[Ads-l] eggcorns? or just malaprops?
00000c13e57d49b8-dmarc-request at LISTSERV.UGA.EDU
Mon Feb 8 12:02:55 EST 2021
>From Rabbi Bob Alper's mailing list
jjjrlandau at netscape.com
[At] times the humor in a funeral home has been more internal and private, when I’ve heard words that had me guffawing under an appropriately serious outer expression. Like the time a close friend of the deceased was asked to speak in tribute. I introduced him, then sat just off to the side of the pulpit. The man walked slowly up the three stairs, opened a sheaf of notes and placed them on the lectern, and solemnly began, “We have gathered together to utilize Phil…”
Rabbis are not immune from fumbling a word or two. Especially when reciting verses that have become, perhaps, too familiar. On this occasion I was sitting in the pew while a colleague officiated. I quietly decided that the fellow had spent just a little too much time in Philadelphia when I heard him recite these words while reading the Twenty-third Psalm: “Yo though I walk…er…yea though I walk through the valley of the shadow of death…”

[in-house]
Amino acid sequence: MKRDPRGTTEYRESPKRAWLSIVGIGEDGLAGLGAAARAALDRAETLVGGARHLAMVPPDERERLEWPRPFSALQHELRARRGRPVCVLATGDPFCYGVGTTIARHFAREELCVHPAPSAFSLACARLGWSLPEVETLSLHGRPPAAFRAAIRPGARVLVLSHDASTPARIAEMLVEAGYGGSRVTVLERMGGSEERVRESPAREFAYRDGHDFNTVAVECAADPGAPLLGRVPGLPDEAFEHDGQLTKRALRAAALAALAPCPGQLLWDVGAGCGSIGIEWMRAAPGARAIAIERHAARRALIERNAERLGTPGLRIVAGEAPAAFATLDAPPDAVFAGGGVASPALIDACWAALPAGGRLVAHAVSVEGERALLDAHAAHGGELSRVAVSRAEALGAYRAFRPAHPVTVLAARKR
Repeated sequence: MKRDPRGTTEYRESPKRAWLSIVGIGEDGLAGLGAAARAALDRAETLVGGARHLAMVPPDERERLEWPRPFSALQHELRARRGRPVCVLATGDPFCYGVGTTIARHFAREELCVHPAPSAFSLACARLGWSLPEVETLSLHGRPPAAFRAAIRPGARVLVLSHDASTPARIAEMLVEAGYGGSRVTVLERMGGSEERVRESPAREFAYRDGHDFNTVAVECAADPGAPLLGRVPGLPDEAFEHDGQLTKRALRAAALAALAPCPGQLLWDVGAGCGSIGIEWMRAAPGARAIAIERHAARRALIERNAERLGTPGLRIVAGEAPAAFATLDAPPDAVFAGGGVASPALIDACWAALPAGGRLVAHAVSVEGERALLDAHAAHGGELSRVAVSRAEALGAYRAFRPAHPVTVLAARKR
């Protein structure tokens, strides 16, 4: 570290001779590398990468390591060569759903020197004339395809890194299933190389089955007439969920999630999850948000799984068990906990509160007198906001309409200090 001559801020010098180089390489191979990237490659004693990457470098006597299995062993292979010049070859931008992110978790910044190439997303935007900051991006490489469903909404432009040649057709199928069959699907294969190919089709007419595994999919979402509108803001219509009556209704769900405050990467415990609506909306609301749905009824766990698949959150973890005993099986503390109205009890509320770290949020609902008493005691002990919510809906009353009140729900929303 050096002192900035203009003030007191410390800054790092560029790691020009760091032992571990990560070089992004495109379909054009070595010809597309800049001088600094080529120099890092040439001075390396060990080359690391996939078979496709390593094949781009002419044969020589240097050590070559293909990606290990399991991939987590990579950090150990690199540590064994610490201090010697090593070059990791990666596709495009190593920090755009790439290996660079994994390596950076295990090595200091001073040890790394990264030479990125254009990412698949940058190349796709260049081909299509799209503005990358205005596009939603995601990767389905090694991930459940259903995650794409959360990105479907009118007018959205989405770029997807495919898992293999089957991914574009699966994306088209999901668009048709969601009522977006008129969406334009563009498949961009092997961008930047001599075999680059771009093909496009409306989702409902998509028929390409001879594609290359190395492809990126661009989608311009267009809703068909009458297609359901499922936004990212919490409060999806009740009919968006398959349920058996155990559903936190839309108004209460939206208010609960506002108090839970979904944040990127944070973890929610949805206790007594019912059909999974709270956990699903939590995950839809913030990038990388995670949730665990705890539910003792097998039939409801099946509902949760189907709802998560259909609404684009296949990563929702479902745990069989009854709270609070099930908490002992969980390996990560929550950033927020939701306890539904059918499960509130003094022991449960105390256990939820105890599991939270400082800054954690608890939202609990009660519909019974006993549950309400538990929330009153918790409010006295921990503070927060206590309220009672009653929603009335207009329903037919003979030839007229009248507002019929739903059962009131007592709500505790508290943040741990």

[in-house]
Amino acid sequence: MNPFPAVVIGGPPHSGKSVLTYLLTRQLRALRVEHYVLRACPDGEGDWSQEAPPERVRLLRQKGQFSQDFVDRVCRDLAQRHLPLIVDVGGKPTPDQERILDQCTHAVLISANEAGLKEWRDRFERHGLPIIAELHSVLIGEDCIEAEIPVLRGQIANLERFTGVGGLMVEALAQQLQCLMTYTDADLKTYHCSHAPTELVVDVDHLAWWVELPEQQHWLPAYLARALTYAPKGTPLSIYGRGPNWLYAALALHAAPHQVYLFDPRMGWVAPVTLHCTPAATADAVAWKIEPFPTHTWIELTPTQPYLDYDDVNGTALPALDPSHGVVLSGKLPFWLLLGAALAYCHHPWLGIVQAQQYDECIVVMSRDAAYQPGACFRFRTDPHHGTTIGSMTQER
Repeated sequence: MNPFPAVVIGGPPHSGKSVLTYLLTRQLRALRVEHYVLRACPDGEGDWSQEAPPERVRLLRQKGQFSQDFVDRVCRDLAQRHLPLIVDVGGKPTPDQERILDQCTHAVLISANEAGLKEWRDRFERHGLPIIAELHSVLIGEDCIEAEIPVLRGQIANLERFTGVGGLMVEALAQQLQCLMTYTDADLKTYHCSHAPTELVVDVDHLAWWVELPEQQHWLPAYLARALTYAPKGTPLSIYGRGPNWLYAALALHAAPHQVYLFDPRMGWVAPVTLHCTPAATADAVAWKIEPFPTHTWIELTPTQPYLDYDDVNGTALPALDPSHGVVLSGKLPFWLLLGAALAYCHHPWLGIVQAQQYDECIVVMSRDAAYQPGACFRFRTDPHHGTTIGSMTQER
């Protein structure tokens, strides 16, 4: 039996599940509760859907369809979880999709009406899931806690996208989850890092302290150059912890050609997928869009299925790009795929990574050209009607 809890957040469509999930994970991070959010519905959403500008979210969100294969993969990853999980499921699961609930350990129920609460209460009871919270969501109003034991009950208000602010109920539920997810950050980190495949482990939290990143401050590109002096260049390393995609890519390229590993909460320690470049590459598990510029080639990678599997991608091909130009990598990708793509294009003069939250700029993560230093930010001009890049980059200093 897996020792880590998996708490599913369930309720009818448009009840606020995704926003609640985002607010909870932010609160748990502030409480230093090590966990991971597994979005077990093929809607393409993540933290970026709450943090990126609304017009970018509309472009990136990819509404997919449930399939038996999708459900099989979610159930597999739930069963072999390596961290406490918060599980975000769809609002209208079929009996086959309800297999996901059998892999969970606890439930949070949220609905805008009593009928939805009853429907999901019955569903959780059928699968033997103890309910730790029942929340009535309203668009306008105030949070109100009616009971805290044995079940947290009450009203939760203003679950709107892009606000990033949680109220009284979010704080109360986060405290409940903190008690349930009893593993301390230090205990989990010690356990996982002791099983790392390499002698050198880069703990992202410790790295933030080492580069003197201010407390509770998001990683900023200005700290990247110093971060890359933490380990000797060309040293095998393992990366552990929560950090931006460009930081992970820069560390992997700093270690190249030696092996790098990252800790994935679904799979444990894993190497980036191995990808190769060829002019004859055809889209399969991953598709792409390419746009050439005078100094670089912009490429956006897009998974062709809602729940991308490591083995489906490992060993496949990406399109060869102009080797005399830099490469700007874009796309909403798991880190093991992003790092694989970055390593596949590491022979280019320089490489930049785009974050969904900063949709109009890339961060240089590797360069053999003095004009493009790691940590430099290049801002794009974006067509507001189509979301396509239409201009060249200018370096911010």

But my self-control met its most formidable challenge not in a funeral home but of all places, in a supermarket. This was a trying moment. I was in the midst of pondering that critical choice, smooth or crunchy peanut butter, when an earnest looking gentleman passed by, then deftly turned his shopping cart 180 degrees and rolled up to mine, head-to-head.
“You’re Rabbi Alper, aren’t you?” he said, and continued, “I’m not a member of a synagogue, but I wonder if you could help me with a small problem.” I nodded in the affirmative. And here was where my ability to keep a straight face should have won me an Oscar. “You see, Rabbi, my brother died last week, and I want to say Kaddish for him. So, Rabbi, could you do me a favor, and write it out for me fanatically?”
The American Dialect Society - http://www.americandialect.org
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